Discussion in 'Antennas, Feedlines, Towers & Rotors' started by KJ7QNP, Nov 16, 2020.
I've used this Slim Jim for multiple SOTA activations this summer. 50+ miles on a couple of summits. Rugged design, very well made.
I wouldn't count it as a necessity, but consider:
The practical application of measuring SWR is to make certain you won't burn out the transmitter. How tough is your transmitter? some are more resilient than others. Some are cheaper than others.
If you have confidence in the antenna's quality and a cheap tough radio, there's little point in spending money on a meter.
If you have a precious antique and spare parts are expensive or impossible to get? Heck yeah, get a meter check everything twice before you tx.
For a situation like yours I'd ask around the local club and see if another member is willing to loan you one for an hour. Do a quick test and then get on the air.
While you technically don't need an SWR meter, it would make life easier. As pointed out, it may protect your finals. If you have an FT-817 with a built-in SWR meter, then it becomes less important.
Not sure I'd recommend a nanaVNA for this but it does hit the level of being a) cheap, b) useful for other bands (unlike an VHF-only SWR meter). But not as easy to use a simple meter. The cheapo SWR meter I have will measure forward power though, so it has some value (to me) for leaving in-line and verifying SWR and forward power, so like many tools, it can be hard to reach the level of "too many".
While its not going too give you the satisfaction of building your own those fiberglass dual banders like Tram and Jetstream work great, around 50 bucks for about a 6 foot version. I've got a 10 foot or so one. I've had up about 15 years still works great,much more gain than a j pole.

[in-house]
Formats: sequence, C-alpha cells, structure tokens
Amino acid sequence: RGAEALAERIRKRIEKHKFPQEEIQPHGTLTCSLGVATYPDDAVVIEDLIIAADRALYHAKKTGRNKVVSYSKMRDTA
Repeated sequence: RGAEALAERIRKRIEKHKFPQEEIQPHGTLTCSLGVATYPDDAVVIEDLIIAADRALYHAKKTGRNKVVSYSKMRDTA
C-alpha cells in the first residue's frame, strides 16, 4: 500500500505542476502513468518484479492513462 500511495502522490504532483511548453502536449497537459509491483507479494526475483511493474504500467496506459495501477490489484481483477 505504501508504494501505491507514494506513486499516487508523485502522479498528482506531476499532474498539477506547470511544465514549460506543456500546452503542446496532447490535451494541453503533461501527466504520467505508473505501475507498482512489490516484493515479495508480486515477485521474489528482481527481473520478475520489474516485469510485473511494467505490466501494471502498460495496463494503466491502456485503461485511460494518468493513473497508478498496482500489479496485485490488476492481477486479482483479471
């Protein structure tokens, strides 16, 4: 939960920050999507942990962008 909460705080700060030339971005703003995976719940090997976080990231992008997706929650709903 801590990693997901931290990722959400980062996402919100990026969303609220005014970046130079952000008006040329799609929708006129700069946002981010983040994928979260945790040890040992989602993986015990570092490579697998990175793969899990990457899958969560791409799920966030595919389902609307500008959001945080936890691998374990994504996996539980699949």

Well - as was said above, you could simply make one. But when I was getting started (and in a hurry), I purchased a copper pipe J-Pole from KB9VBR at a local hamfest and have been perfectly happy with it. Dual band, works local repeaters just fine. I've got the break-away one that can be unscrewed to fit in your car, if necessary. Put it up in a temporary manner with an old fiberglass tree trimmer pole and some zip ties on our upper balcony railing. 2-1/2 years later - it's still there. Gave it a clear-coat of paint before putting it up, so it's still nice and shiny.
For simple antennas like a "so239 groundplane", no.
Your ht (when running off a standard battery pack) is immune to damage from a improperly tuned antenna.
But when you start building more complicated antennas a vswr meter is needed, again not to protect the ht, but because there is a lot more to "go wrong" that would cause the antenna to not work as well as it should.
Thank you again everyone, I now have a better idea of what I want to buy or make, I am feeling a little more confident in making one, and I think I should have enough parts in the shop to make something.